Add clarity & depth to your images - Questions for Photographers

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Add clarity & depth to your images - Questions for Photographers
Image: The Debate of Socrates and Aspasia,  Nicolas-André Monsiau 1801

“The only good is knowledge and the only evil is ignorance.”

A vital lesson to learn from our inner child: Question everything

Questions draw us forward into novel territory where we can find answers that bring us more meaning. We may not get to that information immediately but the types of questions we ask & the attitude we approach them with will help us get closer. 

When a photographer is taking a photo and they want a message to come through that image - there are a series of questions that they can use to uncover the meaning in raw, technical ways. When they really nail this part, their image can make a deep impact on a viewer immediately and connect a message to their subconscious mind - this is the power of symbolic imagery. 

Image = information

We are surrounded by image - obviously. Not so obvious is that all of it contains information and meaning that is up for our individual interpretation. One person may see a brilliant sunset, another may see how that sunsets light plays on the face of their lover. Photographers present their interpretation of the world when they see something that captures them and click the shutter. 

Here is what I see - do you see the same?

Through the photographer’s eye we gain a glimpse of another perspective. It could be a perspective that focuses on our connection to nature, or highlights the love between two people. 

Whatever the message is, we can help it to come through with more clarity and impact when we ask questions intentionally. 

About the socratic method of questioning

This is a method of communication, developed by Socrates, that aims at listening to, clarifying, understanding & gaining knowledge in order to come closer to the truth of a matter so that a problem can be solved.

Through techniques like perspective shifting, clarification, questioning the question, uncovering consequences, challenging assumptions & looking for evidence, we can find a better path and a clearer vision. 

Questioning ourselves

Usually we would employ this method with another person during a conversation. In this practice we are questioning another part of ourselves.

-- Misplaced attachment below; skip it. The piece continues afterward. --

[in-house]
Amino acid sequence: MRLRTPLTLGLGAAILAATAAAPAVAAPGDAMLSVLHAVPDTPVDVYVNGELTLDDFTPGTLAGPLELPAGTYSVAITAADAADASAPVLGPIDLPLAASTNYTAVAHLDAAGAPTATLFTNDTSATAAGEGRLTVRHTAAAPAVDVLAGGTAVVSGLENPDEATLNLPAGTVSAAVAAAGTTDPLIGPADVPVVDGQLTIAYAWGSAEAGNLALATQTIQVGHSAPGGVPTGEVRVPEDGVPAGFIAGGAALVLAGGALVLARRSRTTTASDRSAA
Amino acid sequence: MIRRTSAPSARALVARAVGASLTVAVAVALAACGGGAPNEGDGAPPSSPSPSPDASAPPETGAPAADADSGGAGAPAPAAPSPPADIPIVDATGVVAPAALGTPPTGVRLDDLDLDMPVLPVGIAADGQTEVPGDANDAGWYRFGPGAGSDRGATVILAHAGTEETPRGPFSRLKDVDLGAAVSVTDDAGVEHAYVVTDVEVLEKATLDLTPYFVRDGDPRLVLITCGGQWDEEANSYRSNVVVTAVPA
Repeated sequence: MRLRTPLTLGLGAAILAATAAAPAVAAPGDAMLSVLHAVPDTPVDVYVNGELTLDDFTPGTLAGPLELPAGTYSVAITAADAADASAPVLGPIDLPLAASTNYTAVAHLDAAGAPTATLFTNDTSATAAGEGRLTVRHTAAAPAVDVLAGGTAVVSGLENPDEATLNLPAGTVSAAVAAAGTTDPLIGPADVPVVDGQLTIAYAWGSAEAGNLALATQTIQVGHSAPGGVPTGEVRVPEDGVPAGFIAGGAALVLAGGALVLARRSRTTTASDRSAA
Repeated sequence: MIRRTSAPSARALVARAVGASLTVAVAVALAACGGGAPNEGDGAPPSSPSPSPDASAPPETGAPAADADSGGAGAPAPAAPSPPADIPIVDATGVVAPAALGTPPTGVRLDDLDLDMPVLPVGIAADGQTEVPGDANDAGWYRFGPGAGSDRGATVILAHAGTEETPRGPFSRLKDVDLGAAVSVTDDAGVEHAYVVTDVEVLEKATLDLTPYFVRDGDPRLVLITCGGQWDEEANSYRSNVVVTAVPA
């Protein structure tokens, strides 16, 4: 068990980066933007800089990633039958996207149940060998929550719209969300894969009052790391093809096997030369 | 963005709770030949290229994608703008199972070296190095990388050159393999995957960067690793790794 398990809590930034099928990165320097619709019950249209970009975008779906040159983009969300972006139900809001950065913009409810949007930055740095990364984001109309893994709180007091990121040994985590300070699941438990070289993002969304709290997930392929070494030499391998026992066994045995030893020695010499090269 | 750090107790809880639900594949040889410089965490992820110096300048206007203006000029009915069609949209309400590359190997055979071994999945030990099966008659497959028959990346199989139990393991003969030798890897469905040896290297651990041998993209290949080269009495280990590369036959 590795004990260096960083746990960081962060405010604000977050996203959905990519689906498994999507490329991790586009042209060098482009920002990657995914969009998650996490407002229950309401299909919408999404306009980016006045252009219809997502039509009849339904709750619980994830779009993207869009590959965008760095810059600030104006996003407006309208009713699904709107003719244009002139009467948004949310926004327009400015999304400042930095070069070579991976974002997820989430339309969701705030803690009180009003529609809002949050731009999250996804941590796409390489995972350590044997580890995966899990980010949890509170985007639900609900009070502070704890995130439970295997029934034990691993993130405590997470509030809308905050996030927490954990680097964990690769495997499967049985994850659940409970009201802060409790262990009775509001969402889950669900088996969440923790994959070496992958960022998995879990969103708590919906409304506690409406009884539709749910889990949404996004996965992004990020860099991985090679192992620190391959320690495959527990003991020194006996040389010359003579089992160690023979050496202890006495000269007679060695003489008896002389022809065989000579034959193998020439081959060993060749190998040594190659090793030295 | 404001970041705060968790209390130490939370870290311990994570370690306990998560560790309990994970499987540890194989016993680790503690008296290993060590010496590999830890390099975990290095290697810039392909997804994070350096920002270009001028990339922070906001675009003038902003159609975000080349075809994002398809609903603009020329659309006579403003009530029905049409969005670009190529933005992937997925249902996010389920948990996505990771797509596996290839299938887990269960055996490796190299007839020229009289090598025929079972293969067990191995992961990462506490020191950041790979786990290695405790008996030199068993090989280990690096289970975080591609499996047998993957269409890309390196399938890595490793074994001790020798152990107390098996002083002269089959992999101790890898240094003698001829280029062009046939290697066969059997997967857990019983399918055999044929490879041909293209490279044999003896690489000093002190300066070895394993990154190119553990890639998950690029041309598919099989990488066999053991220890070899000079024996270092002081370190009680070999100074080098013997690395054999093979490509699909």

Psychologists use this method of self dialogue frequently in various therapies, including cognitive-behaviour therapy and Jungian analysis. The assumption is that there are multiple parts of ourselves, for instance our inner child, our inner sage, the archetype of the ego or the shadow that all exist at once and have varying degrees of influence. 

Connecting to the Sage within 

In this exercise we are connecting to the archetype of the Sage or, what may also be called our intuition. Archetypes are potentials that exist within us in many forms, including the archetype of the horse. The Sage archetype is the deep part of ourselves that seems to know more than we are consciously aware of and isn’t motivated by egoic pursuits. It has our highest good in mind, so to speak, and it is wise beyond our own understanding.

We encounter this sage, or call it into being, when our own conscious knowledge cannot solve the problems at hand and we ask for help. This is where questions come in. 

Questioning yourself does three things:

1. It quiets the inner critic

2. It ties you closer to your intuition

3. It shapes your perception from a defensive mode into a receiving mode.

Your doubt may become a good quality if you train it. It must become knowing, it must become critical. Ask it, whenever it wants to spoil something for you, why something is ugly, demand proofs from it, test it, and you will find it perplexed and embarrassed perhaps, or perhaps rebellious.
-Rainer Maria Rilke 

You can ask these questions before you shoot, while you're shooting & after when you're in the editing chair. 

20 questions to ask as a photographer to improve your images:

What does this image tell me?

What do I want it to say?

What is the central theme/message of this image?

Are there any competing messages?

Is this image complete?

Is there any tension in the image?

What message does that hand placement translate?

What vibe does this exposure create?

Would it be better if I enhanced insert Lightroom adjustment here?

Are there any distractions in the image?

Does this image evoke any emotions from me?

Do I need a second opinion on this image?

What lessons have I learned for next time?

Are my horizon lines straight?

Are my colours true to life or do I want to take artistic license with them?

Is this a high energy image or a low energy image?

What crop/lens length would tell the story of this image best? Wide to incorporate context or zoomed in to focus on details?

Are there any tiny imperfections that would show up on a large print?

Do I need to take a break from this image and come back to it with a fresh mind?

Do I have a lack of knowledge in technology or a skillset that I need to educate myself in that would improve this image?

Am I recognising that I'm on a journey or am I judging myself harshly for where I'm at along the path?


Develop the questions in you & you will encourage the answers to come forth.

Questions take us into novel places but watch out because people can become squirmy with that. Take it easy on yourself and employ some compassion if you don't know the answers to all of your questions just yet. If you are encountering resistance, it may be because there are some deeper emotional blocks in your subconscious that need to be shifted before the answers come through.



Find me on Instagram @brvcreative where I connect more dots & explore ideas on horses, philosophy, creativity & spirituality.

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